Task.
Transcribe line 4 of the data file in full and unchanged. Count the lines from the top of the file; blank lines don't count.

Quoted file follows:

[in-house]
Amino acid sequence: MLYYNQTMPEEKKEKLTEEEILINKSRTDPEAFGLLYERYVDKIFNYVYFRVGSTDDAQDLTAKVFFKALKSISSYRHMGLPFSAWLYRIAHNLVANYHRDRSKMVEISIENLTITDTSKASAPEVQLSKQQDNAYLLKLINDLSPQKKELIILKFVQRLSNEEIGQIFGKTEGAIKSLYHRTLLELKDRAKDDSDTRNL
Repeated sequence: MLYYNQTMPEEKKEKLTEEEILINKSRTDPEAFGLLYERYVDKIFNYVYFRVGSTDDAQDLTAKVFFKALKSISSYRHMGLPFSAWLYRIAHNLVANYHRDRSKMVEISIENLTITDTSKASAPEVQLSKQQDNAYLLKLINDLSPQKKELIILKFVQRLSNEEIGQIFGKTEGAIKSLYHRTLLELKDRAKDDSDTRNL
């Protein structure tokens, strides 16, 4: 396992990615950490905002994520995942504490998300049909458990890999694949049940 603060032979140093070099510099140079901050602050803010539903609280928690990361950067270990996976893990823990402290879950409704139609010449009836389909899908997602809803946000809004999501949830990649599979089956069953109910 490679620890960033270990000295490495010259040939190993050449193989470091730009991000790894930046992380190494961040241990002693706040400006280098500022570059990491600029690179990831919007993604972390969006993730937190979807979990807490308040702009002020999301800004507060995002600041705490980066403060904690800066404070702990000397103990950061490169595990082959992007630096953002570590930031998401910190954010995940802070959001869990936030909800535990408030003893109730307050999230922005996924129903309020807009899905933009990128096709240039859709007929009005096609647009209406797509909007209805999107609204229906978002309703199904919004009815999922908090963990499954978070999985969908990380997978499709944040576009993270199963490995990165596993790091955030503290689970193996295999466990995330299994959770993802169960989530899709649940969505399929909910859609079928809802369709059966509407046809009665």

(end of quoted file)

């Protein structure tokens, strides 16, 4: 396992990615950490905002994520995942504490998300049909458990890999694949049940 603060032979140093070099510099140079901050602050803010539903609280928690990361950067270990996976893990823990402290879950409704139609010449009836389909899908997602809803946000809004999501949830990649599979089956069953109910 490679620890960033270990000295490495010259040939190993050449193989470091730009991000790894930046992380190494961040241990002693706040400006280098500022570059990491600029690179990831919007993604972390969006993730937190979807979990807490308040702009002020999301800004507060995002600041705490980066403060904690800066404070702990000397103990950061490169595990082959992007630096953002570590930031998401910190954010995940802070959001869990936030909800535990408030003893109730307050999230922005996924129903309020807009899905933009990128096709240039859709007929009005096609647009209406797509909007209805999107609204229906978002309703199904919004009815999922908090963990499954978070999985969908990380997978499709944040576009993270199963490995990165596993790091955030503290689970193996295999466990995330299994959770993802169960989530899709649940969505399929909910859609079928809802369709059966509407046809009665």